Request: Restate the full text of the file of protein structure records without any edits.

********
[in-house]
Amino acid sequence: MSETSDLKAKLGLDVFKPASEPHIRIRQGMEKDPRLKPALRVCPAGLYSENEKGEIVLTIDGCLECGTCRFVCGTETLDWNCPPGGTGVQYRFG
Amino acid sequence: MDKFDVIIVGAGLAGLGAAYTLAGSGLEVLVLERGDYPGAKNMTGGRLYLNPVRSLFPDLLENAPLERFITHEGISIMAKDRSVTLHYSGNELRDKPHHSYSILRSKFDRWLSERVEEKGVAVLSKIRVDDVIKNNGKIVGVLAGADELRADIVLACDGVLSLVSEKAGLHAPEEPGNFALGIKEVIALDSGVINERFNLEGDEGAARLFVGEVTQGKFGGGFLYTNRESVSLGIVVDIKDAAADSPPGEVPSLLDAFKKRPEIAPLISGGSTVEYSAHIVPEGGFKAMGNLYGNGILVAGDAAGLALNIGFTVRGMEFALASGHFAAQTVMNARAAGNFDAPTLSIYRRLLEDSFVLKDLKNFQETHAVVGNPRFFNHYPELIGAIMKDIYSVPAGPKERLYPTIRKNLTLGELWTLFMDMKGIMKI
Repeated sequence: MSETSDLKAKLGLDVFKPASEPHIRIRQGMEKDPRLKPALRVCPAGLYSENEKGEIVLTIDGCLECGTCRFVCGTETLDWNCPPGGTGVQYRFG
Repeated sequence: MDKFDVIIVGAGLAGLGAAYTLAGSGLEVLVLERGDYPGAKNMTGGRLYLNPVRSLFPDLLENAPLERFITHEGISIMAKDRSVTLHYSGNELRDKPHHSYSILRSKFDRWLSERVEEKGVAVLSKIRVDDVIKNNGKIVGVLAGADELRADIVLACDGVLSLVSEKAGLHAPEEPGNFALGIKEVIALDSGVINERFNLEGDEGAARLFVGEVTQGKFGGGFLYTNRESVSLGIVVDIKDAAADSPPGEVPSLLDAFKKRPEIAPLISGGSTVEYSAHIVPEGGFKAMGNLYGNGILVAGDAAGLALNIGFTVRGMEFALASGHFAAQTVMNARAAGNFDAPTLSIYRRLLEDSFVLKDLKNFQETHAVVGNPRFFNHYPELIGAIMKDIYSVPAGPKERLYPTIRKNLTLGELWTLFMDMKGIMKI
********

[in-house]
Amino acid sequence: MSETSDLKAKLGLDVFKPASEPHIRIRQGMEKDPRLKPALRVCPAGLYSENEKGEIVLTIDGCLECGTCRFVCGTETLDWNCPPGGTGVQYRFG
Amino acid sequence: MDKFDVIIVGAGLAGLGAAYTLAGSGLEVLVLERGDYPGAKNMTGGRLYLNPVRSLFPDLLENAPLERFITHEGISIMAKDRSVTLHYSGNELRDKPHHSYSILRSKFDRWLSERVEEKGVAVLSKIRVDDVIKNNGKIVGVLAGADELRADIVLACDGVLSLVSEKAGLHAPEEPGNFALGIKEVIALDSGVINERFNLEGDEGAARLFVGEVTQGKFGGGFLYTNRESVSLGIVVDIKDAAADSPPGEVPSLLDAFKKRPEIAPLISGGSTVEYSAHIVPEGGFKAMGNLYGNGILVAGDAAGLALNIGFTVRGMEFALASGHFAAQTVMNARAAGNFDAPTLSIYRRLLEDSFVLKDLKNFQETHAVVGNPRFFNHYPELIGAIMKDIYSVPAGPKERLYPTIRKNLTLGELWTLFMDMKGIMKI
Repeated sequence: MSETSDLKAKLGLDVFKPASEPHIRIRQGMEKDPRLKPALRVCPAGLYSENEKGEIVLTIDGCLECGTCRFVCGTETLDWNCPPGGTGVQYRFG
Repeated sequence: MDKFDVIIVGAGLAGLGAAYTLAGSGLEVLVLERGDYPGAKNMTGGRLYLNPVRSLFPDLLENAPLERFITHEGISIMAKDRSVTLHYSGNELRDKPHHSYSILRSKFDRWLSERVEEKGVAVLSKIRVDDVIKNNGKIVGVLAGADELRADIVLACDGVLSLVSEKAGLHAPEEPGNFALGIKEVIALDSGVINERFNLEGDEGAARLFVGEVTQGKFGGGFLYTNRESVSLGIVVDIKDAAADSPPGEVPSLLDAFKKRPEIAPLISGGSTVEYSAHIVPEGGFKAMGNLYGNGILVAGDAAGLALNIGFTVRGMEFALASGHFAAQTVMNARAAGNFDAPTLSIYRRLLEDSFVLKDLKNFQETHAVVGNPRFFNHYPELIGAIMKDIYSVPAGPKERLYPTIRKNLTLGELWTLFMDMKGIMKI